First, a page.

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The Limits of Government

Jonathan Doyle

Feb 5, 2021 | Podcast | 0 comments

limited government

In this short episode it’s time to discuss the reasonable limits of government. The pandemic has vastly extended most governments prodigious overreach into every area of public and private existence.

What happens when governments increasingly assume more and more power? What happens when governments assume that all human problems can be solved by simply finding the right policy settings?

I explore some recent insights from economist Judith Sloan, social and historical commentator, Henry Ergas and finally thoughts about the reality of what ‘the state’ really is, from Friedrich Von Hayek.

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Jonathan Doyle 

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📍 Well, Hey everybody, Jonathan Doyle with you. Once again, welcome aboard to the supply side podcast. Just a short episode for you. Just a couple of reflections on something that has been. I guess rumbling around the corridors of my mind. As I begin to explore this area of predictive classical economics and supply side theory.

Having come to it very late in life. I like to say I had the world’s worst economics teacher in the 11th grade. I missed the boat friends. I’m 47 years of age right now. And I wish that, uh, if I’d had that teacher then a really good teacher, I may have been way ahead of the curve, but maybe what I can bring here is some freshness, right. Coming into this space and encountering.

Economic theory later in life and the perplexity of it all just. Fascinating the idea of all these different economic models that everybody has, these different visions of how things really work. And of course, uh, you know, interestingly the desire for some economists to see it as a hard science, but then how can it truly be a hard science when you’ve got humans involved? Right. Humans in individual human decision-making.

So all this is new to me. I’m really enjoying the space and I hope as the podcast develops over time. We can keep bringing you these great guests we’ve had on recently. But, uh, hopefully I can just bring the, the freshness of these reflections. And the one that I want to bring today is really around the limits of government. So I’ve been thinking obviously with the, uh, the pandemic and the lockdowns and the arbitrary nature here in Australia this week has just been ludicrous. It’s just, I mean, you just like flipping a coin based on what any state premier of my American listeners. That’s like a governor is going to do at any given moment. And it’s, it’s.

Well, it would be funny if it wasn’t basically destroying the working class in the middle-class in the process. And driving this seismic polarization of wealth. It’s extraordinary. And I just have this deep inherent suspicion. Of overt amounts of control. And does that make me a libertarian, I guess it does. I see a role for government. And I’ve often said in previous episodes that if you look at Roth bards book, the case against the fed, he talks about the, the, the three.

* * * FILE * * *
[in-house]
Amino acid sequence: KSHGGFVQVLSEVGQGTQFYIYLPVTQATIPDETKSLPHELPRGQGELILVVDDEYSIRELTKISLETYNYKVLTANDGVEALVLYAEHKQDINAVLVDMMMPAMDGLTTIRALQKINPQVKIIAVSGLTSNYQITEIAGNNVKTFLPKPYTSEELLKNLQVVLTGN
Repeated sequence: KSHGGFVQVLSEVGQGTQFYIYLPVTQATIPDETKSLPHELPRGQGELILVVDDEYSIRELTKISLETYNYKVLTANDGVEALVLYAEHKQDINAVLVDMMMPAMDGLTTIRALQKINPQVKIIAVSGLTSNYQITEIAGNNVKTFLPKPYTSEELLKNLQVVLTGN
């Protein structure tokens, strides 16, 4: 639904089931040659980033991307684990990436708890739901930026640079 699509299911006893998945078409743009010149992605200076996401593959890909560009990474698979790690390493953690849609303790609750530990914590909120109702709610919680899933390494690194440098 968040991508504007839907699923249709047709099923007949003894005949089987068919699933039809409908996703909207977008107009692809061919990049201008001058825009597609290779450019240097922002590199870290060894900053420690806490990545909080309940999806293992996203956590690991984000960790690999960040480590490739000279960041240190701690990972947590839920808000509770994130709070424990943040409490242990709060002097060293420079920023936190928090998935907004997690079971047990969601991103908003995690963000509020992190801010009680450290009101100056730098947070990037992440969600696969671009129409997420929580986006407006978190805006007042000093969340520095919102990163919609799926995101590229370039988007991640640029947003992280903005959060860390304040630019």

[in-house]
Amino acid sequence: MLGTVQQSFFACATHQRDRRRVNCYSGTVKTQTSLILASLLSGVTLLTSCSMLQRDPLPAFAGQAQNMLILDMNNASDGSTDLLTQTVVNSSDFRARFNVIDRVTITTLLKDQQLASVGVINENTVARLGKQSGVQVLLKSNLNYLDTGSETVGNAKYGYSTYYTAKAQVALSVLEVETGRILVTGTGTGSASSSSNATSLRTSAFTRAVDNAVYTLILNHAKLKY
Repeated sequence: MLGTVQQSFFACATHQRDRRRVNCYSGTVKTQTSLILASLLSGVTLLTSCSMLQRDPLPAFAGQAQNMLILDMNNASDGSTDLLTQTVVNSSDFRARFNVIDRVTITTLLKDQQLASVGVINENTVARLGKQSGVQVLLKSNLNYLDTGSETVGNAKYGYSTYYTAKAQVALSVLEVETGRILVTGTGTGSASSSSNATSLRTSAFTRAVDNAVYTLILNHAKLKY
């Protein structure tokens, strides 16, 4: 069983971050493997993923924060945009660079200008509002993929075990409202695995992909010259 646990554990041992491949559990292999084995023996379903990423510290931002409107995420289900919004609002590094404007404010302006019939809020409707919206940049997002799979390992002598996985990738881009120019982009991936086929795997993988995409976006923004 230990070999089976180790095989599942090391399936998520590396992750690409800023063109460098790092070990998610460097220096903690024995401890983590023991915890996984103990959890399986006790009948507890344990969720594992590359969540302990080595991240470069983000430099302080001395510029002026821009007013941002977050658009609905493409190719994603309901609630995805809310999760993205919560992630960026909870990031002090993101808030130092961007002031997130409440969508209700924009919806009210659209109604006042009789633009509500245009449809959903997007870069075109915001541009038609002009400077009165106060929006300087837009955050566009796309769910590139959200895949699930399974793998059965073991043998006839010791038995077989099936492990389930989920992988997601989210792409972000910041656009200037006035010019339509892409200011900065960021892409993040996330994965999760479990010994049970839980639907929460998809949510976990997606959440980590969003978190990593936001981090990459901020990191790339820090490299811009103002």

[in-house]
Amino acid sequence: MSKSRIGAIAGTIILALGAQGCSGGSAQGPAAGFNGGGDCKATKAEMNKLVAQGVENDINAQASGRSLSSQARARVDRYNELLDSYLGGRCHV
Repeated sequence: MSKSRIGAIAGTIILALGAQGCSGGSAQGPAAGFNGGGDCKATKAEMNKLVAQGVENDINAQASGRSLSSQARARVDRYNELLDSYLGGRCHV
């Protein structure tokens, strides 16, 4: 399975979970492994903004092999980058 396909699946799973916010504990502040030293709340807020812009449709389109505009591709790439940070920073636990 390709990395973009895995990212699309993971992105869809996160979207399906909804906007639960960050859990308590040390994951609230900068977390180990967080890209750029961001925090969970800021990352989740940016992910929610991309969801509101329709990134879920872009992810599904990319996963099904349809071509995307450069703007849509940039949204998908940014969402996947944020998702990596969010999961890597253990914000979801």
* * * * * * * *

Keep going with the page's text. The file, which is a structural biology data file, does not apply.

Roles of government, which I memorized. And those three were. The, uh, national defense. Number two was the enforcement of contracts. And three was guaranteeing personal and private safety. So in terms of, you know, Property and personal safety. Three things. That’s all we had. And I think you’ll agree with me. The government seems to be somewhat interested in doing more than three things these days. I guess the question now is what things doesn’t the government do?

What things does it not have its prodigious snout firmly wedged in. So that got me thinking about the limits of government, right? Like it’s, it’s an important aspect of political economy of philosophy. Of economics. I want to share with you some interesting quotes. It got triggered by yesterday. I listened to an extensive interview on a real vision.

Between rail Paul and amylin, Roy. I’m Lynn. Roy is the head of global macro research at state street global advisors. Formerly is with credit Suisse and has had an extensive career over many decades. And it’s really quite an excellent interview. So if you jump on YouTube, got a real vision. And just do a search for the latest one between Amlin Roy and rural Paul. It’s fascinating.

Rand. It’s all about demographics, but a, and sort of micro demographics as well as That’s very, very interesting interview now. The reason I mentioned is because right at the end, you know, Amlin, Roy basically talks about this masters of the universe concept central bankers. And he’s like, I mean, this is a guy that’s really been exposed to it all. He’s operated at the highest levels with the IMF and all sorts of things.

He’s basically saying that there’s a problem that these literally use that language, these masters of the universe in terms of politicians and central bankers. Creating extraordinary. Outcomes in the world. And it struck me because, you know, he’s really been part of that world, but he was critiquing it.

This idea that. You know, this. I mean, I think Peter Schiff, might’ve said it at some point that, you know, at the fed, right? Yeah. You have these governors that 12 people that sit around once a month and basically direct the economic trade winds of the world. So it’s this idea that these, these 12 magical people that are so utterly brilliant.

That without them. You know, the economy can’t run, which leads to my other insight, I guess, that I’ve, I’ve often shared that the us fed has over 1500 PhDs on its books on staff. 1500 economics PhDs on their staff. Now I’m not, as far as gum famously said, I may not be an intelligent man. But you got 1500 PhDs in economics and.

You got your.com crisis. You’ve got your 2008 global financial crisis. You’d got so many things unfolding. I mean, you’d think with 1500 PhDs at the world would be, you know, A bit less of a debt crisis. Right. Anyway, it’s just an opinion. What do I want to do is share with you just a couple of quotes. One from the economist, Judith, Judith Sloan.

And the final one’s from another brilliant, radical Henry Ergas. So Judith Sloan was writing a piece on the, on, on government overreach. And what she’s saying is that we’ve got to this point in history where governments have convinced themselves. That they can create all sorts of outcomes. So she makes an interesting point to start where she says, you know, governments are very happy to claim.